Academic journal article Oceania

The Last Big Man: Development and Men's Discontents in the Papua New Guinea Highlands

Academic journal article Oceania

The Last Big Man: Development and Men's Discontents in the Papua New Guinea Highlands

Article excerpt

INTRODUCTION

In the popular anthropological imagination, Melanesian Big Men are larger than life leaders, entrepreneurs, and translators of Western capitalism and 'modernization' to their village followers; they exist in pure form throughout the New Guinea Highlands; they singlehandedly command the labor, resources and hearts of followers (both male and female) through their unparalleled powers of persuasion and personal forcefulness. Leopold Pospisil painted some of the first strokes of this mythic configuration in a widely-read book (1963) in which he described the Kapauku Papuans as an individualistic, wealth-oriented people who accorded their highest kudos and fidelity to self-made rich men who gave their wealth away in flamboyant displays of generosity. In an even more widely-read comparison of political types in Melanesia and Polynesia, Marshall Sahlins further caricatured Melanesian Big Men as 'thoroughly bourgeois', 'free-enterprising rugged' individuals who combine 'with an ostensible interest in the general welfare a more profound measure of self-interested cunning and economic calculation' (1963, reprinted in Harding and Wallace 1970:206). In both accounts, a crucial aspect of the Big Man's success is his ability to put together a network of exchange partners and supporters who are indebted to the Big Man through his many acts of generosity and whose production, therefore, 'can be mobilized for renown building external distribution' (Sahlins 1963, 1970:207; Pospisil 1963, Chapter Three).

In the 1960s and 1970s, modernist anthropologists sought cases of successful indigenous adaptation to capitalist development to bolster a view that peoples around the world could make the transition (or leap) from their traditional ways of life to modernity more or less smoothly, most often with the help of local entrepreneurs or religious leaders.(1) Expanding our notions of 'primitive capitalism' and entrepreneurship, Scarlett Epstein (1968), Richard Salisbury (1970) and Ben Finney (1973) presented a model of economic development involving a younger generation of New Guinea Big Men using their support groups to raise capital for investment in modern enterprises. Salisbury, for example, argued that just as Tolai villagers give their tambu (traditional shell wealth) to the care of a Big Man in order that he might 'make it grow' in his transactions with other Big Men, so too do Tolai cocoa growers hand money over to local cocoa project managers so that they might pay off government loans and invest in further capital improvements, and (in keeping with traditional methods of supporting the enterprises of Big Men) not expecting immediate returns on their investments (Salisbury 1970:59-60, 256-264, 274). Finney drew similar parallels between the organizing capabilities and flair for 'business' exhibited in the transactions of traditional Highlands Big Men and more contemporary Goroka Big Men of Business (see Finney 1973). According to Finney, outstanding entrepreneurs in the coffee industry were men with a knack for gaining support and assistance from their clansmen and neighbors by seeming (and eventually proving themselves) to be masters of the art of making money in the new economy and promising 'to develop coffee growing and other enterprises that would eventually benefit everyone' (1973; 1993:106).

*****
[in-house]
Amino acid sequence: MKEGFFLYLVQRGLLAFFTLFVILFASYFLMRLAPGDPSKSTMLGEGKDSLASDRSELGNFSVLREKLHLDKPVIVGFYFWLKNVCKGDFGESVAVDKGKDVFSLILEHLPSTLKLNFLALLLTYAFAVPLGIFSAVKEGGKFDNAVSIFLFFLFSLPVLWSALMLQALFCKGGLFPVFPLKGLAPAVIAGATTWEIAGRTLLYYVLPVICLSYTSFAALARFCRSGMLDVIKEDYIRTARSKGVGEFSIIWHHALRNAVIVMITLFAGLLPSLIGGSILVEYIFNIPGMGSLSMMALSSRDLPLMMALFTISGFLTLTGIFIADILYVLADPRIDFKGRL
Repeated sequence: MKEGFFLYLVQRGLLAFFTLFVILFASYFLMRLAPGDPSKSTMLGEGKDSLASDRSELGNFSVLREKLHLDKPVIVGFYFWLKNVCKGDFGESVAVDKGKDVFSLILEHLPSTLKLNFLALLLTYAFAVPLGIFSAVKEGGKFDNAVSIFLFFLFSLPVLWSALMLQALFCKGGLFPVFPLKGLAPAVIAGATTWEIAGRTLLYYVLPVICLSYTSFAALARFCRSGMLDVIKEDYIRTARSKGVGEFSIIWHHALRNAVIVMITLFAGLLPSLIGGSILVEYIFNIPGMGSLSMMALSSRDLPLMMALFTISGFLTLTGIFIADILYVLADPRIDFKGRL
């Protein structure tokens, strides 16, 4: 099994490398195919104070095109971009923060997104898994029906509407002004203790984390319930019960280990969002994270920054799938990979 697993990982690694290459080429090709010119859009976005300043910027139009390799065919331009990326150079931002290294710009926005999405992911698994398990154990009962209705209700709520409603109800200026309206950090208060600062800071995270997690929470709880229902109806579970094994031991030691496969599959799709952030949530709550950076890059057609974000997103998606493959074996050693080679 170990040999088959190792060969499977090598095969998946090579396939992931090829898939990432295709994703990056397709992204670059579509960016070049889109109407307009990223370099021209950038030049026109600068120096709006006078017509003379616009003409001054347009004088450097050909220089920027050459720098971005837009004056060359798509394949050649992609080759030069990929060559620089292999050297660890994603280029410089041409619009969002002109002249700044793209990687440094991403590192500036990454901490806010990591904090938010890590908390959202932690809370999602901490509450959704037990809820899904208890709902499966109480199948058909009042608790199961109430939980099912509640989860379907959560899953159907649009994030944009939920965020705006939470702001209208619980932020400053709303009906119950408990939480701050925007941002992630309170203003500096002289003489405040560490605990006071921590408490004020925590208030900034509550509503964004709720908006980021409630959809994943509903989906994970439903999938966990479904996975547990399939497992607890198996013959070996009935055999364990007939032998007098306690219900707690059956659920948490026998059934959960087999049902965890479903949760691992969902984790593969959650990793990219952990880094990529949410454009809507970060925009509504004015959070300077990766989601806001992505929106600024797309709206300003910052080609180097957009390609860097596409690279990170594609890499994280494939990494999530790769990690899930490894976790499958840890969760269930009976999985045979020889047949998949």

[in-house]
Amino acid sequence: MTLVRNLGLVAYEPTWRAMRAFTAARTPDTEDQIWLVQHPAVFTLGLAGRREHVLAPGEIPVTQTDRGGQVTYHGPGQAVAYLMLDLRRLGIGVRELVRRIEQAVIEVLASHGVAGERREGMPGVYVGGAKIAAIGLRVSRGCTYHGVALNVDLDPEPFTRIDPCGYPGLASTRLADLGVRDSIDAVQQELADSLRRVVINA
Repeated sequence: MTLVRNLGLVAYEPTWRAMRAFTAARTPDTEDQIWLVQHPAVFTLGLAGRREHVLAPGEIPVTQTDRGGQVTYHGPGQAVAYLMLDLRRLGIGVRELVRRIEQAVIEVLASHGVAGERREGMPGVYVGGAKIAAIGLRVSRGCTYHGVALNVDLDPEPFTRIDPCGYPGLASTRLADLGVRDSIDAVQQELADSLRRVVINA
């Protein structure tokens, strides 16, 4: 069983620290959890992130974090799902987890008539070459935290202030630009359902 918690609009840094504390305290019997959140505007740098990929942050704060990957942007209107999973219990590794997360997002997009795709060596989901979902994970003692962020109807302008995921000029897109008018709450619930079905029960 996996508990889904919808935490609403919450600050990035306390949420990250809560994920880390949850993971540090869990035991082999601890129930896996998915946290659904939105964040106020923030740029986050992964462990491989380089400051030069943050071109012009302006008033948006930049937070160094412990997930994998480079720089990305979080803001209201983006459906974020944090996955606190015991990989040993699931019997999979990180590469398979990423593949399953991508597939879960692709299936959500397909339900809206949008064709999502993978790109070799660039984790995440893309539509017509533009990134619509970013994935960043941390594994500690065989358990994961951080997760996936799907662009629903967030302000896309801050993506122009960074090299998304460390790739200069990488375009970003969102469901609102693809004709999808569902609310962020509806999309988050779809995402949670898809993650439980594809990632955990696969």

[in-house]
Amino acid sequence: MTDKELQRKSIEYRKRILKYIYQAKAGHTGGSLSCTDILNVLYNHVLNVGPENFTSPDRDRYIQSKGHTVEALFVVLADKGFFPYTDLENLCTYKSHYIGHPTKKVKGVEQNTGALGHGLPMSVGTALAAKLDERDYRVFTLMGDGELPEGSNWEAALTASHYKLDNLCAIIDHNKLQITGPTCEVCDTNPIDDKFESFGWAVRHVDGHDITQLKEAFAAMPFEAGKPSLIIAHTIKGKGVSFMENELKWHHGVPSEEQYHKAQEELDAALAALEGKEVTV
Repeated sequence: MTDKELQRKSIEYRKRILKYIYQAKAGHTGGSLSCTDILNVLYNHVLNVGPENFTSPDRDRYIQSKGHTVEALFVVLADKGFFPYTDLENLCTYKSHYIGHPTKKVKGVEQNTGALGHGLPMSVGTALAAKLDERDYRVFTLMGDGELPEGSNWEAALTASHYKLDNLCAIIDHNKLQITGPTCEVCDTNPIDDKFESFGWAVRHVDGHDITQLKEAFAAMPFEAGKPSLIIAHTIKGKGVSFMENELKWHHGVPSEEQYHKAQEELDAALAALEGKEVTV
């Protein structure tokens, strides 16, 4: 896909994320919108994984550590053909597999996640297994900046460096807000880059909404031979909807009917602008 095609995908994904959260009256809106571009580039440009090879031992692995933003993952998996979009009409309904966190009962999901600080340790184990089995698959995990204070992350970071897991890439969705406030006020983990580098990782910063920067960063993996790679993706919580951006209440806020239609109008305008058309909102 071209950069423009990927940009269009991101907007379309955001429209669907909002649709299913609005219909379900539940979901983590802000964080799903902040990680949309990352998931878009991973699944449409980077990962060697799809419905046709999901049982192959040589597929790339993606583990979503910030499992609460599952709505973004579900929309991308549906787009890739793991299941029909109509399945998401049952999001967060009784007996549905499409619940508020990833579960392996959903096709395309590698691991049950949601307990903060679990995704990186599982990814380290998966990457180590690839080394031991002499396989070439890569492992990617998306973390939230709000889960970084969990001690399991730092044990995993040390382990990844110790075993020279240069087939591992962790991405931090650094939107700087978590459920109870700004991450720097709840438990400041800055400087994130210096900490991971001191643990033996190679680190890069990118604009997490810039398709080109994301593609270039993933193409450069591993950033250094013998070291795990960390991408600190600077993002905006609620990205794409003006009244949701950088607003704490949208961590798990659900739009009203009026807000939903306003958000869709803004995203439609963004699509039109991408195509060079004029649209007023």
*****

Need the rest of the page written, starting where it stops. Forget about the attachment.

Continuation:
The individualistic Big Man cum Capitalist model, tenacious and captivating as it still is, however, began unraveling as soon as it was put forth. Published around the same time as Salisbury's and Finney's works, Berndt and Lawrence's edited volume Politics in New Guinea (1971) and Strathern's classic The Rope of Moka (1971) focused more on the cultural systems within which Big Men operated while yet recognizing a certain innovative potential of individual leaders. Emphasizing the egalitarian nature of New Guinea societies as well as the wider implications of exchange, our view of Big Men shifts to one in which they are more coordinators than commanders, achieving influence in return for helping others achieve various social, political and religious ends. …

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